Greece held its second national election in six weeks after an inconclusive ballot on May 6 and the subsequent collapse of coalition talks. The conservative New Democracy party came first in a critical election on June 17th amid fears of an imminent Greek exit from Europe’s joint currency. Pro-bailout parties also won enough seats to form a joint government. Central banks stood ready, prepared to intervene in case financial turmoil stuck the region.
A Greek exit from the 17-nation group sharing euro currency may have had potentially catastrophic consequences for other ailing European nations, the United States and the entire global economy. With one party advocating ripping up Greece’s multibillion-euro bailout deal, this election was seen as a vote on whether Greece should stay.
As a result of the news, Asian stock markets climbed early the following day.
Early results showed the New Democracy coming first with 29.6 percent of the vote, holding 129 of the 300 seats in Parliament. The radical left anti-bailout Syriza party had 26.9 percent and 71 seats and the pro-bailout Socialist PASOK party came in third with 12.3 percent of the vote and 33 seats. The extremist far-right Golden Dawn party had steady support, getting 6.9 percent of the vote and 18 seats.
The election results “will probably ease fears of an imminent Greek euro exit,” said Martin Koehring of the Economist Intelligence Unit. “There will probably be a relief rally tomorrow in the financial markets. But the key question is how quickly can a government be formed?”
Stock analysts, however, warned that any bounce for financial markets could be short-lived.
“Treat knee-jerk market rallies with caution,” Neil MacKinnon, a global macro strategist at VTB Capital, advised clients, saying there was still too many questions about Europe’s debt crisis to celebrate the Greek vote.
U.S. looks favorably upon election results
The United States saw the results as highly favorable. “We hope this election will lead quickly to the formation of a new government that can make timely progress on the economic challenges facing the Greek people,” the White House said in a statement.
The parties, with none winning an outright majority, will have to seek coalition partners to form a viable government. Needing a simple majority of at least 151 seats, New Democracy will get the first stab at brokering a partnership.
Negotiations, however, could be tough. PASOK leader Evangelos Venizelos has suggested dumping the usual procedure of each party seeking coalition partners. He said a government must be formed quickly, suggesting a four-party coalition between New Democracy, Syriza, PASOK and the small Democratic Left, which was in sixth place with 6.3 percent of the vote and 17 seats.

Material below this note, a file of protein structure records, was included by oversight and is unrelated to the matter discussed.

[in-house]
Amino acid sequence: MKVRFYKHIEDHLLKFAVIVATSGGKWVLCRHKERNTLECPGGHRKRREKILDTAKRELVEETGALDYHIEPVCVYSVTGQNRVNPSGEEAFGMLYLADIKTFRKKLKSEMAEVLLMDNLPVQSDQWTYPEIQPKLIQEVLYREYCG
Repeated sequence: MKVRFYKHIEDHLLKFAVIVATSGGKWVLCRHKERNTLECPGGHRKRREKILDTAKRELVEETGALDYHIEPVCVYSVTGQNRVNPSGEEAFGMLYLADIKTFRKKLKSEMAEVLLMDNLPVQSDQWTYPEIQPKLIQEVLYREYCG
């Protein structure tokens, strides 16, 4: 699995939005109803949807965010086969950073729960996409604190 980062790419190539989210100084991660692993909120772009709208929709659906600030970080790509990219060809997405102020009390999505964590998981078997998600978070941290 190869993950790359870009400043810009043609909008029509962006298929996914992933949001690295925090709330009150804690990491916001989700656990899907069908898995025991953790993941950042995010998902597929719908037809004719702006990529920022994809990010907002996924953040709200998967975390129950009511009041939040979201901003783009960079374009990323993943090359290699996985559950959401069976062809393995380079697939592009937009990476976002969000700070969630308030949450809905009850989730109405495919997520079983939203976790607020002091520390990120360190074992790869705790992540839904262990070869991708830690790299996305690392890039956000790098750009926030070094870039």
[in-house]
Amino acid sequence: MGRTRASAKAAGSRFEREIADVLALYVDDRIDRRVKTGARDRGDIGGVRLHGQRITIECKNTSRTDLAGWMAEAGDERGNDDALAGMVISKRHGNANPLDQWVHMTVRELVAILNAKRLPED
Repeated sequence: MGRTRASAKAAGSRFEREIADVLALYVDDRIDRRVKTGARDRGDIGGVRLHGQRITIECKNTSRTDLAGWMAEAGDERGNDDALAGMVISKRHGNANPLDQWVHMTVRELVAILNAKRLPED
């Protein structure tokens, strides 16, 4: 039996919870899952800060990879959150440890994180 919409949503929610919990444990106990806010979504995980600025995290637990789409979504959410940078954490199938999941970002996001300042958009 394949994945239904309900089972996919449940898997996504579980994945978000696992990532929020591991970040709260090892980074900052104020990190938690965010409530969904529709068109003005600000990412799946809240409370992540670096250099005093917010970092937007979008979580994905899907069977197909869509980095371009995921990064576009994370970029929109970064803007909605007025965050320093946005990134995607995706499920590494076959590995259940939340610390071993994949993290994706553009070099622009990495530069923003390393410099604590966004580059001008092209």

“There is not one day to lose. There is no room for party games. If we want Greece to really remain in the euro and get out of the crisis to the benefit of every Greek family, it must have a government tomorrow,” Venizelos said.
PASOK officials said Venizelos would insist on Syriza joining any future coalition, despite its anti-bailout stance – although the move could simply be a negotiating tactic to convince the public that Syriza was unwilling to play a constructive role in pulling Greece out of its crisis.
But Syriza leader Alexis Tsipras, a 37-year-old former student activist, has ruled out such a possibility. Tsipras phoned New Democracy leader Antonis Samaras on election night to congratulate him on his victory and vowed that his party would remain outside the government. “We will be present in these developments from the position of the main opposition,” he said in a speech in Athens.
Samaras has vowed to renegotiate some of the bailout’s harsher terms but insists the top priority is for the country to remain in Europe’s joint currency. “The Greek people today voted for Greece to remain on its European path and in the eurozone,” Samaras said.
Germany remains cautious about future of Greek economy
Germany’s Finance Minister Wolfgang Schaeuble called New Democracy’s victory a decision to “forge ahead” with implementing far-reaching reforms. Germany’s foreign minister said it was important for Greece to stick to its agreements with creditors, but held out the prospect that Athens might be given more time to comply.
Germany, Europe’s biggest economy, has been a major contributor to Greece’s two multibillion-euro rescue packages, but at a cost of demanding tough, highly unpopular austerity and reform measures in exchange.
Koehring said that the amount of tolerance Greece’s international lenders show could be key to future developments.
Some prominent economists such as Nouriel Roubini of New York University’s Stern School of Business believe that Greece must eventually leave to avoid a disaster for the rest of the eurozone.
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